Monday, July 28, 2014

Of women, outrage, and the news

There is nothing wrong with creating ads that show empowered women. The problem is the people making these ads aren't capable of thinking an issue all the way through, and therefore you end up with a hash that shows how far women have come professionally, and at the same time manage to do an excellent job of showing how far they still have to go personally.

If I had any faith in Airtel's (a brand whose ads I have often loved in the past, incidentally) ability to be ironical and/or sarcastic, I'd actually be impressed with the ad in question.

There is nothing wrong with outrage. Outrage is good, and often deserved. Ads like the one in question do deserve to be called out, because unless you do, the fact that women still have a long way to go won't drummed into the heads of people who, quite simply, don't get it. The problem is when you have people on a website having the freedom to outrage about anything and everything, the value of their outrage gets diluted. And becomes something to mock rather than take seriously.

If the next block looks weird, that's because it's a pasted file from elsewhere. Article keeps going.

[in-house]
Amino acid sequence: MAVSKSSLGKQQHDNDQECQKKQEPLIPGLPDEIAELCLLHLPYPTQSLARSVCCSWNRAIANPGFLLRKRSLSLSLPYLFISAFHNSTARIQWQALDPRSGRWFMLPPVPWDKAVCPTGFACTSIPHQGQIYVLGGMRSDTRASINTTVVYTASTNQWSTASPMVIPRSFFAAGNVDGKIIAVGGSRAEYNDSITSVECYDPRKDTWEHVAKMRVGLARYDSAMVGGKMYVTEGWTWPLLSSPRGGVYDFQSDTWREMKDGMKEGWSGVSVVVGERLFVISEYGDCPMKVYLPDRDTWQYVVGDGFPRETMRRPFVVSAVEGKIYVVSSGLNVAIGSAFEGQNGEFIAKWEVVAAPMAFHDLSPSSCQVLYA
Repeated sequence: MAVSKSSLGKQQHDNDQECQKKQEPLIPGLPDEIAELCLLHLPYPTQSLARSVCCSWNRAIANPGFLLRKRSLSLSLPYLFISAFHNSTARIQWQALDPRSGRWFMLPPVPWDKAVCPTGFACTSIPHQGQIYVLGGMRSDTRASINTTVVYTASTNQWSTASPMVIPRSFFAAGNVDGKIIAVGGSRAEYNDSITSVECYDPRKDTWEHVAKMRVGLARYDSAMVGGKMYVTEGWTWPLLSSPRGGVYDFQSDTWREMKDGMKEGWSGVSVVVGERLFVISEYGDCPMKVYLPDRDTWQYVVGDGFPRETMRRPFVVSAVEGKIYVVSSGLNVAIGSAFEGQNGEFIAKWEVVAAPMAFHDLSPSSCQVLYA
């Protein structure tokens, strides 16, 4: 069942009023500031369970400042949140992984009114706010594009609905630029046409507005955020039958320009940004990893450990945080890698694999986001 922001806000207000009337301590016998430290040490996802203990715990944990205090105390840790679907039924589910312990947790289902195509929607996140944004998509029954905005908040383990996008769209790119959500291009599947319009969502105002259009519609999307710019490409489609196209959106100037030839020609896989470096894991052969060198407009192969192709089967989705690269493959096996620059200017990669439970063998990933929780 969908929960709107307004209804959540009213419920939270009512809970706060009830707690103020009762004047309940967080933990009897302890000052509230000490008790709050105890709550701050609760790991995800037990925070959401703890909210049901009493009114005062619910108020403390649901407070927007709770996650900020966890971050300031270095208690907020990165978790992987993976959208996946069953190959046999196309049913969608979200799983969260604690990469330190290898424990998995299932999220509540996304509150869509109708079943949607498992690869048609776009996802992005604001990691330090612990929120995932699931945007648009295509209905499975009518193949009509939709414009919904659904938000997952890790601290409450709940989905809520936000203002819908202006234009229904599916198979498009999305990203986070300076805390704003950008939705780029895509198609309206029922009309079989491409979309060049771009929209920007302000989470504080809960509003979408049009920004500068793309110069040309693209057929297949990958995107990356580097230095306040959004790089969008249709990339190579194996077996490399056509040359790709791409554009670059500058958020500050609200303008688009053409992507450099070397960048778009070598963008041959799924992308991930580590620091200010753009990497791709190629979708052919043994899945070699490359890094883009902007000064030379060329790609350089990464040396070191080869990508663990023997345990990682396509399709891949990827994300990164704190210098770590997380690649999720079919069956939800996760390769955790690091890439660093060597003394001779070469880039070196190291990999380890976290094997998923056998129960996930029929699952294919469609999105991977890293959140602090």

There is, in my view, something wrong with the world when "news" sites seem to think it is mandatory to write articles based on what's trending on Twitter. Having said that, if you are going to do it, do it properly. If you're going to write an article about how Twitter outraged about an ad, and collate tweets about said outrage, let those tweets be actual outrage. Don't just pull together the "top tweets" on the topic, which is usually just the comic writers on twitter being funny and therefore getting the most retweets.

There's a difference between "top tweets" and actual outrage, Scroll.

For those still wondering (and/or living under a rock), this is the article in question. And this is the ad in question.

I seem to be on a blogging roll this month. Sorry, you guys.

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